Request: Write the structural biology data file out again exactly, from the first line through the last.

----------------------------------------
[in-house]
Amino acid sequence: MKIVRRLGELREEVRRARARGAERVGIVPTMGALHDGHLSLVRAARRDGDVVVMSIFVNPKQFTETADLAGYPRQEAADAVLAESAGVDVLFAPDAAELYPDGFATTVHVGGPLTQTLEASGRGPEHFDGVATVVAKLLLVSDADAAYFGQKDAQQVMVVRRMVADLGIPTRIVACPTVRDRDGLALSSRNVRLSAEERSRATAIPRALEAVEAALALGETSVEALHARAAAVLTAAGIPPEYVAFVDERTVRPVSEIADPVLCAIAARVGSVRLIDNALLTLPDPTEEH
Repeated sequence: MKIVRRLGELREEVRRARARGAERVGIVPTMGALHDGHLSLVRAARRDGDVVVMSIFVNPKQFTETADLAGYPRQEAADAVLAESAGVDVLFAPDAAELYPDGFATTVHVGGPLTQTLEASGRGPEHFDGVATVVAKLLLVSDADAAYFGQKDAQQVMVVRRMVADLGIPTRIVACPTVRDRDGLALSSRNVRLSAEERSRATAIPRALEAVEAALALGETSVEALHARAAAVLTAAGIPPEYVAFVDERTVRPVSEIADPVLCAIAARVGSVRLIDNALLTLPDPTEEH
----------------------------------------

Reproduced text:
[in-house]
Amino acid sequence: MKIVRRLGELREEVRRARARGAERVGIVPTMGALHDGHLSLVRAARRDGDVVVMSIFVNPKQFTETADLAGYPRQEAADAVLAESAGVDVLFAPDAAELYPDGFATTVHVGGPLTQTLEASGRGPEHFDGVATVVAKLLLVSDADAAYFGQKDAQQVMVVRRMVADLGIPTRIVACPTVRDRDGLALSSRNVRLSAEERSRATAIPRALEAVEAALALGETSVEALHARAAAVLTAAGIPPEYVAFVDERTVRPVSEIADPVLCAIAARVGSVRLIDNALLTLPDPTEEH
Repeated sequence: MKIVRRLGELREEVRRARARGAERVGIVPTMGALHDGHLSLVRAARRDGDVVVMSIFVNPKQFTETADLAGYPRQEAADAVLAESAGVDVLFAPDAAELYPDGFATTVHVGGPLTQTLEASGRGPEHFDGVATVVAKLLLVSDADAAYFGQKDAQQVMVVRRMVADLGIPTRIVACPTVRDRDGLALSSRNVRLSAEERSRATAIPRALEAVEAALALGETSVEALHARAAAVLTAAGIPPEYVAFVDERTVRPVSEIADPVLCAIAARVGSVRLIDNALLTLPDPTEEH